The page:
So what is it? Are these people racist? Yeah, no doubt. But that’s not why they are voting against their own libraries and not the only reason why they are voting for Trump. Sure, call them idiots if you want to. I’m not even going to disagree. But it’s more than that. First, they have tremendous cultural resentment toward Eugene and Portland. Those urban liberals are an obsession in these areas. Moreover, Oregon has changed dramatically in the last 50 years (this is the book I am researching on my sabbatical starting this fall). In 1960, this was a relatively poor but homogeneous state that valued white working class cultures based in natural resource economics. In the 1970s, that started to change, as tech and tourism became to replace logging and fishing as economic drivers. That continued to grow and as higher end companies such as Nike and Microsoft developed, the natural resources of the Northwest meant more for the economy standing and preserved than developed. Thus the spotted owl protests and the preservation of the last old-growth stands. Globalization and free trade agreements played a big role here. While NAFTA has been terrible for Michigan and Ohio, it’s been really good for the West Coast. But its benefits are highly divided. Cities like Portland and Seattle have exploded. But the old logging towns are left with nothing. And that’s what these places in southwest Oregon are. Sure, you get California retirees out there, but most of these towns are as desolate as anything you would find in western Pennsylvania. There’s nothing in tech, a little in tourism along the Rogue River and with mountain biking, but by and large, that old white working class economy is dead. This varies quite a bit by country. The article focuses on Curry, Douglas, and Josephine Counties, but not Jackson. There’s a good reason for that, which is that Jackson County has become the urban core, such as it is, of southern Oregon. With Medford (working-class town but reasonably big), Ashland (college town, Shakespearean Festival, brewery center, outdoor paradise) and Jacksonville (small town but historic and a tourist destination), Jackson County has responded to the challenges of the new economy more effectively and thus the anti-tax sentiment is lower. It still went Trump 51-42, but compared to Josephine at 62-31, Curry at 58-35, and Douglas at 66-27, it’s downright liberal.

Add to this a tradition of low taxes. The linked article discusses this to some extent, but let me expand upon it, as I get into this some in Empire of Timber (now available at a not horrible price!). The majority of taxes in these counties came from the Oregon and California Land Grant lands for many decades. The O&C was a failed railroad grant through the most valuable timber lands in Oregon that was reacquired by the government and leased to timber companies. Douglas County became the nation’s timber capital based on these lands. The deal was that the timber companies would pay taxes on the timber they cut and a big chunk of that went into the county larder. That meant that schools and roads and police were paid for with little to no money from the citizenry, creating a no-tax culture. So in the 1980s, when the timber industry declined (for many reasons, not just owl protection), not only did unemployment rise, but so did the need to tax the populace for this first time. This all added significantly to the overall atmosphere of resentment.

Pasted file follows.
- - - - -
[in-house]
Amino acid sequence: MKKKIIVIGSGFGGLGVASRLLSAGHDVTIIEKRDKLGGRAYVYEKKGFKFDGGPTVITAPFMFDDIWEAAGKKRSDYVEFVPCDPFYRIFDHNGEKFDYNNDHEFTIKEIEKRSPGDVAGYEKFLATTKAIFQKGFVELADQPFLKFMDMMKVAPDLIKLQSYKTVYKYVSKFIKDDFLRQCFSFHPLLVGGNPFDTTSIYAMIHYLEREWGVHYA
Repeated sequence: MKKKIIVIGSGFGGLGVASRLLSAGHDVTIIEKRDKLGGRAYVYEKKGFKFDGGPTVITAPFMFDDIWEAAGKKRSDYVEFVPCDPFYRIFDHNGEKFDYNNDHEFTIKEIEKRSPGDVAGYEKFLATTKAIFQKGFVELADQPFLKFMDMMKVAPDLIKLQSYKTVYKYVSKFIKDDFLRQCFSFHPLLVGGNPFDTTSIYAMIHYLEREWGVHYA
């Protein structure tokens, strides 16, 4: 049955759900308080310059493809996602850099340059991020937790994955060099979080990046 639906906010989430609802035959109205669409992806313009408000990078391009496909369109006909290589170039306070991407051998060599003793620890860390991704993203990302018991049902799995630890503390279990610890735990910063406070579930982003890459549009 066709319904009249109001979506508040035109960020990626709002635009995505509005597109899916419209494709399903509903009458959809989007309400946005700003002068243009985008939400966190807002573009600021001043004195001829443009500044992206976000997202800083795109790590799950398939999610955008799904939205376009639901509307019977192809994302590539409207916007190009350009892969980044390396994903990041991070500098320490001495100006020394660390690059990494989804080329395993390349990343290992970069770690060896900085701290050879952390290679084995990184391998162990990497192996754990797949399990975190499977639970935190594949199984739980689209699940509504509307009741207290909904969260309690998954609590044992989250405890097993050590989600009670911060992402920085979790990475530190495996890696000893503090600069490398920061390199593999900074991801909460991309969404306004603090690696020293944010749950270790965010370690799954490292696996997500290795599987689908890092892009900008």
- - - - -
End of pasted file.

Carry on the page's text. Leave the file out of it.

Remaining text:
All of this is to say that the core of white conservatism, especially white working class conservatism, is really, really complex, much more so than is allowed to exist in liberal debates on it. Race and misogyny no doubt played a role in the voting of these people, but they also have very real “economic anxiety” and economic resentment in a rapidly changing state and economic reality. Add to this their unique history and you have a brew of right-wing extremism that hurts only themselves, and of course anyone unfortunate to live under their rule.

At the very least, I hope this discussion pushes back effectively against the simplistic discussion of the white working class and the 2016 election. Because I don’t think there’s anything about Douglas County, Oregon that suggests a monocausal reason for its conservatism. It’s conservative for a lot of reasons, some of them addressable perhaps by Democrats and some perhaps not.

Powers Boothe, RIP

[ 58 ] May 15, 2017 |

Powers Boothe is dead.

Sadly, I guess this means that Cy Tolliver won’t be in the film version of Deadwood that may eventually happen, hopefully before all the other actors are dead too.

Of all the characters in Deadwood, Tolliver was probably the single most vile, outside of George Hearst. Meaning that Boothe must have had a really fun time playing him.

Then of course there was Powers Boothe literally parachuting into the middle of Red Dawn.

Mother’s Day

[ 10 ] May 14, 2017 |